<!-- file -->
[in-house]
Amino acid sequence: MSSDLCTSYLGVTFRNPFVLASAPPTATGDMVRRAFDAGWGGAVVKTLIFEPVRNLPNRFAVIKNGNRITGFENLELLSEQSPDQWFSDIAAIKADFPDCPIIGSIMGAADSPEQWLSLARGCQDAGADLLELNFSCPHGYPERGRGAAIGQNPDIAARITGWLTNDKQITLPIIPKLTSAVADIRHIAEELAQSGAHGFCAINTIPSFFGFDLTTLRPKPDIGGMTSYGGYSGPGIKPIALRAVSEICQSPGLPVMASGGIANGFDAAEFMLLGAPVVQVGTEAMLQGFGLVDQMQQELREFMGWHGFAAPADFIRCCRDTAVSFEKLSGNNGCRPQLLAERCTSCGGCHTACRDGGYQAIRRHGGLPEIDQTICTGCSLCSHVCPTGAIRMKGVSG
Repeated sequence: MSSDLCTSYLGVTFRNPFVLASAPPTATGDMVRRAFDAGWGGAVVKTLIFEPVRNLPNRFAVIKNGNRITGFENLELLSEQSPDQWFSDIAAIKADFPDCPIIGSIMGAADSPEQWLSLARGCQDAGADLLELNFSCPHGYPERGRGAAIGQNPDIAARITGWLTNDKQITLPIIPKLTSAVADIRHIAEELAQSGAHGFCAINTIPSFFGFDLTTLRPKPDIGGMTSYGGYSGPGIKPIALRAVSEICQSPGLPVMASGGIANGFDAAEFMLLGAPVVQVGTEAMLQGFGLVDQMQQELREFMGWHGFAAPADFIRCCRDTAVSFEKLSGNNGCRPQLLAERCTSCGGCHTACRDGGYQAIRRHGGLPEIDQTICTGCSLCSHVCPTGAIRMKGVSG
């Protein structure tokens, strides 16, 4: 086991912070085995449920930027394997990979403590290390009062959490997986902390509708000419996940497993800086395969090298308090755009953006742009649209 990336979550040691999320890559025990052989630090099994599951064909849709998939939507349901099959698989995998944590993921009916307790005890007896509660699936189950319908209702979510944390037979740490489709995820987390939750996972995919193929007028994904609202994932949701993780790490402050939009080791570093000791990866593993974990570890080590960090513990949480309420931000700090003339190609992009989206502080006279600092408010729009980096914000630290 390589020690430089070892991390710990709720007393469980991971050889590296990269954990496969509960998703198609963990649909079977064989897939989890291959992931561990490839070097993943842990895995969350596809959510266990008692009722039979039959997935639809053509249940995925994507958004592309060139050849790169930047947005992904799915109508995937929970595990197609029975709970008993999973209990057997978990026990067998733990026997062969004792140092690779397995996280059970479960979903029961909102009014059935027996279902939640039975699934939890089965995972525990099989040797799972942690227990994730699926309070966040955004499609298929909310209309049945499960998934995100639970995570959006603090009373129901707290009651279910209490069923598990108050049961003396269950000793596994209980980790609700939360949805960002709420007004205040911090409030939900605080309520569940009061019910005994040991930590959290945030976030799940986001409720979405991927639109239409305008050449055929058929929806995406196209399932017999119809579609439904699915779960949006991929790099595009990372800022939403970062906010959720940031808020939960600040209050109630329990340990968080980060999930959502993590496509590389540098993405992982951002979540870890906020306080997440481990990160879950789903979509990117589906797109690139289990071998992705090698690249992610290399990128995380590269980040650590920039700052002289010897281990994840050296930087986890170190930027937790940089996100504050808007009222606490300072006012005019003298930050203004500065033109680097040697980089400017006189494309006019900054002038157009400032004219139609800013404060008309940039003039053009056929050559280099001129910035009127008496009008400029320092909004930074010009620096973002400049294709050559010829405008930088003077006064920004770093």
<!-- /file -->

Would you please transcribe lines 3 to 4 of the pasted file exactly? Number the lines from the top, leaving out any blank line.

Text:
Repeated sequence: MSSDLCTSYLGVTFRNPFVLASAPPTATGDMVRRAFDAGWGGAVVKTLIFEPVRNLPNRFAVIKNGNRITGFENLELLSEQSPDQWFSDIAAIKADFPDCPIIGSIMGAADSPEQWLSLARGCQDAGADLLELNFSCPHGYPERGRGAAIGQNPDIAARITGWLTNDKQITLPIIPKLTSAVADIRHIAEELAQSGAHGFCAINTIPSFFGFDLTTLRPKPDIGGMTSYGGYSGPGIKPIALRAVSEICQSPGLPVMASGGIANGFDAAEFMLLGAPVVQVGTEAMLQGFGLVDQMQQELREFMGWHGFAAPADFIRCCRDTAVSFEKLSGNNGCRPQLLAERCTSCGGCHTACRDGGYQAIRRHGGLPEIDQTICTGCSLCSHVCPTGAIRMKGVSG
């Protein structure tokens, strides 16, 4: 086991912070085995449920930027394997990979403590290390009062959490997986902390509708000419996940497993800086395969090298308090755009953006742009649209 990336979550040691999320890559025990052989630090099994599951064909849709998939939507349901099959698989995998944590993921009916307790005890007896509660699936189950319908209702979510944390037979740490489709995820987390939750996972995919193929007028994904609202994932949701993780790490402050939009080791570093000791990866593993974990570890080590960090513990949480309420931000700090003339190609992009989206502080006279600092408010729009980096914000630290 390589020690430089070892991390710990709720007393469980991971050889590296990269954990496969509960998703198609963990649909079977064989897939989890291959992931561990490839070097993943842990895995969350596809959510266990008692009722039979039959997935639809053509249940995925994507958004592309060139050849790169930047947005992904799915109508995937929970595990197609029975709970008993999973209990057997978990026990067998733990026997062969004792140092690779397995996280059970479960979903029961909102009014059935027996279902939640039975699934939890089965995972525990099989040797799972942690227990994730699926309070966040955004499609298929909310209309049945499960998934995100639970995570959006603090009373129901707290009651279910209490069923598990108050049961003396269950000793596994209980980790609700939360949805960002709420007004205040911090409030939900605080309520569940009061019910005994040991930590959290945030976030799940986001409720979405991927639109239409305008050449055929058929929806995406196209399932017999119809579609439904699915779960949006991929790099595009990372800022939403970062906010959720940031808020939960600040209050109630329990340990968080980060999930959502993590496509590389540098993405992982951002979540870890906020306080997440481990990160879950789903979509990117589906797109690139289990071998992705090698690249992610290399990128995380590269980040650590920039700052002289010897281990994840050296930087986890170190930027937790940089996100504050808007009222606490300072006012005019003298930050203004500065033109680097040697980089400017006189494309006019900054002038157009400032004219139609800013404060008309940039003039053009056929050559280099001129910035009127008496009008400029320092909004930074010009620096973002400049294709050559010829405008930088003077006064920004770093």